If you're shopping for a 5-metre-long luxury SUV with seating for 7 occupants, but your budget stretches no further than what a new double-cab costs, here are some great buys for R500 000.
Ironically, 7-seater luxury SUVs don’t always make sense in the countries in which they are produced. The United Kingdom's country lanes are way too narrow for a Range Rover, in Japan's congested cities there a very few places where you could park a Nissan Patrol and poky Germany is hardly the ideal place to test your depth perception when manoeuvring a lengthy Audi or Mercedes SUV.
For South Africans, the proliferation of luxury 7-seater SUVs has been a blessing. With huge distances between cities and significant distances, often punctuated by gravel roads and challenging terrain, to travel to getaway venues, a luxury SUV works for its living here. South Africans' obsessions with sport, recreation and community also mean we use all 7 of those seats, as many luxury SUV owners are part of a school or activity lift-club.
Luxury SUVs are expensive, but this also means that they depreciate a fair bit over time. For the price of a new double-cab bakkie, you have the option of some quite convincing pre-owned 7-seater SUVs, with luxury features and a fair turn of pace.
There was absolutely nothing subtle about the first-generation Audi Q7...The current version is an exercise in styling restraint and the art of making something rather large, appear much smaller than it is. But the original? It looked every bit as wide (2.1 metres) as it was.
Although we remember little of the Q7's exterior design apart from "massive Audi grille", its interior is a masterclass in ergonomic efficiency (for its time) and solid build quality. The middle-row seating affords 100 mm of sliding adjustment, to enable decent legroom for those relegated to using the 3rd-row accommodation. Even with the 3rd-row seats folded, the first-generation Q7 still offers a massive 765-litre luggage capacity.
The Q7 you want is ideally a 1st-generation post-facelift model, which dates to around 2012 (it should have about 100 000 km on its odo'). They are priced just below R500k now, depending on options fitted, with most derivatives in that price-range being 3.0 TDIs, powered by Audi’s remarkable turbodiesel V6, which now features prominently in the flagship Amarok. Rated at 177 kW and 550 Nm for use in the first-generation Q7, the engine propels the 2.3-tonne Audi with ease, while still returning fuel economy in the low teens. Considering its 100-litre tank capacity, range is ample.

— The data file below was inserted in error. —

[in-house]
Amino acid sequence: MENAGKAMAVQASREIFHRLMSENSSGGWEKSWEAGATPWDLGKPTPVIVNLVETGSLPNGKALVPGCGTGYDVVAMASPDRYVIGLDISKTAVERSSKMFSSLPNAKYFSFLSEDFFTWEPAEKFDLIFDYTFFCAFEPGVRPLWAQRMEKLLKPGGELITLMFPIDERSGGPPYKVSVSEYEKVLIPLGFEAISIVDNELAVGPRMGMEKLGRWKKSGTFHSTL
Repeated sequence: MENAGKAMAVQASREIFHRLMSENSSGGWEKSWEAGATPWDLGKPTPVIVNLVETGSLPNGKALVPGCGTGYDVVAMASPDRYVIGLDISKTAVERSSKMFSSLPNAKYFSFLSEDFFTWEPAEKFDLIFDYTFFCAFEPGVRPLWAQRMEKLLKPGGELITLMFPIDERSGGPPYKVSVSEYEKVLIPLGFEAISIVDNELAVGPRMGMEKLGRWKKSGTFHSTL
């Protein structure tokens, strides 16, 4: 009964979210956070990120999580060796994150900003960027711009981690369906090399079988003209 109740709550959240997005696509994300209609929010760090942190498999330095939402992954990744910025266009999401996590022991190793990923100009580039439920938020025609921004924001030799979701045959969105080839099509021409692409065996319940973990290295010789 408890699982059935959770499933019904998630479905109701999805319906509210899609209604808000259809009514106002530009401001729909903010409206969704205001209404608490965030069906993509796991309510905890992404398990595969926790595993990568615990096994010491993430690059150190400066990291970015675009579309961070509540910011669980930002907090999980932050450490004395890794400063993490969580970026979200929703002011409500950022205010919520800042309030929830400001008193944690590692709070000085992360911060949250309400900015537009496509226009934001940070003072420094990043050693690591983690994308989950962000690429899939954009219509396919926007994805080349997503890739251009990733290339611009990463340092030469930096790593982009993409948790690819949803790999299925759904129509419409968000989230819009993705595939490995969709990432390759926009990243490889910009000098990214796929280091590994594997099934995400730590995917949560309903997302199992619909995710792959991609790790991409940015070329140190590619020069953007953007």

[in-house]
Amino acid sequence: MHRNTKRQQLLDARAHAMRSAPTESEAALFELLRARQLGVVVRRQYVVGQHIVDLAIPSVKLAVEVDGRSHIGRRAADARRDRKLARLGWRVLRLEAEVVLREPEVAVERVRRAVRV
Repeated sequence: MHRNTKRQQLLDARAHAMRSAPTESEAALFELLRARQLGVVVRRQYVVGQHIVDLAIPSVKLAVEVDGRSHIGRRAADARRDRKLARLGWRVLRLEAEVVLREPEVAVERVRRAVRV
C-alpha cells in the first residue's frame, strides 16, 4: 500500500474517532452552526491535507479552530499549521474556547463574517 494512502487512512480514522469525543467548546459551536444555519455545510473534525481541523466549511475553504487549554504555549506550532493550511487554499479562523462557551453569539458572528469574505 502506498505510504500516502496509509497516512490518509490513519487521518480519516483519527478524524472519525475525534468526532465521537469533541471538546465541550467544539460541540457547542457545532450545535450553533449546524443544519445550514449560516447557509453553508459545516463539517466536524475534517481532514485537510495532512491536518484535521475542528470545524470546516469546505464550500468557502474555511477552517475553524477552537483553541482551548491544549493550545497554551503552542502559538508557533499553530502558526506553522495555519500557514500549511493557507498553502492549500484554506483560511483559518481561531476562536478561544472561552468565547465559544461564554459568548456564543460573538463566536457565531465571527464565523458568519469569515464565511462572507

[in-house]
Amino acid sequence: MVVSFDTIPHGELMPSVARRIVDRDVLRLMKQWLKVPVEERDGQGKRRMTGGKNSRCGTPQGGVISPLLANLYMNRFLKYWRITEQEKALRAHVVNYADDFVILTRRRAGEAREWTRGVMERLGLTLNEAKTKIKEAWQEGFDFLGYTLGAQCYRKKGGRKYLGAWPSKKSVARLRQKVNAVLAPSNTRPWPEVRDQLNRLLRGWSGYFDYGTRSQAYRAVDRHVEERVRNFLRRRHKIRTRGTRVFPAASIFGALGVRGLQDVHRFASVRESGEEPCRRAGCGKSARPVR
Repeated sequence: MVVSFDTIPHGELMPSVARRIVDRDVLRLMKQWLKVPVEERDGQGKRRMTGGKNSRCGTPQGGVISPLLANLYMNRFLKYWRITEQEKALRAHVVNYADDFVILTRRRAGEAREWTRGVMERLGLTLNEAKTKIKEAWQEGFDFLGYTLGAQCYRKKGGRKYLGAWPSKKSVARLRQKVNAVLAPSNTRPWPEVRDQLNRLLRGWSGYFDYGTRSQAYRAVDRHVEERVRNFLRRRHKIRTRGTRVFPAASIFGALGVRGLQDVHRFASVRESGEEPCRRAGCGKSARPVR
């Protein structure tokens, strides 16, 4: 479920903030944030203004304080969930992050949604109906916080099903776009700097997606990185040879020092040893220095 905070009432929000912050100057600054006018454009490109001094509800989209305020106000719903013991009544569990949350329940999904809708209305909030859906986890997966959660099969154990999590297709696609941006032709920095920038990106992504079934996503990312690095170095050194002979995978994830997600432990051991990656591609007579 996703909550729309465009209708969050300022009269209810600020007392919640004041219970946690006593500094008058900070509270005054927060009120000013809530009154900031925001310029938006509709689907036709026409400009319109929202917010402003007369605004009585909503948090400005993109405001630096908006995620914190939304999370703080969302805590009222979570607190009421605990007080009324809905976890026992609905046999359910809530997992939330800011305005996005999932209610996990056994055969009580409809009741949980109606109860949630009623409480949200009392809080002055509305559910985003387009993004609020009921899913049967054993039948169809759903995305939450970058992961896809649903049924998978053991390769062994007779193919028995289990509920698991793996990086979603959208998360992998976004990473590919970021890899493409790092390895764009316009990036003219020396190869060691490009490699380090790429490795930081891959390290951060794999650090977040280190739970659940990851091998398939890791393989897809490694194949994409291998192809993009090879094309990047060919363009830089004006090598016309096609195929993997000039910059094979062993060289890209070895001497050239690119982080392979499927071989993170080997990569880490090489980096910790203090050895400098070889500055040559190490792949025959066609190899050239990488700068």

Nissan Patrol 4.8 GRX
For those who require a ladder-frame luxury 4x4 with 7 seats, the obvious choice is Toyota’s Land Cruiser 200, but they're very expensive. A credible alternative is Nissan’s Patrol, a vehicle that compares favourably with the Land Cruiser in every conceivable way, and one that's highly regarded in the Australian market, which is similar in terrain and usage patterns to our own. For R500 000, you can expect to find a 5th-generation Patrol 4.8 GRX. Unlike the Land Cruiser 200, the bulk of Patrols sold in South Africa are petrol-, as opposed to diesel-powered.
Nissan’s 4.8-litre inline 6 is renowned for its reliability, so too are the Patrol’s nearly unbreakable differentials. The only downside is a limited range, with that 4.8-litre engine guzzling fuel at very near to 20L/100 km in real-world driving conditions. As such, you can never afford to pass up on a refuelling opportunity when you take a Patrol on a long-haul journey – regardless of the Nissan's 135-litre tank capacity.
Due to its dedicated-off-roader design, the Patrol’s cabin is not the last word in luxury aesthetic and contemporary trim, but build quality is high and the potential for electronic gremlins low. There's plenty of useful space too, with 668 litres of luggage space available behind the 2nd-row of seats (when the 3rd-row seating is not in use). In the Nissan Patrol market, R500 000 buys a very tidy 2011/2012 vehicle with just shy of 80 000 km on the clock. And all things considered, up to 100 000 km is virtually considered "delivery mileage" for a Patrol, considering how tough and reliable it is.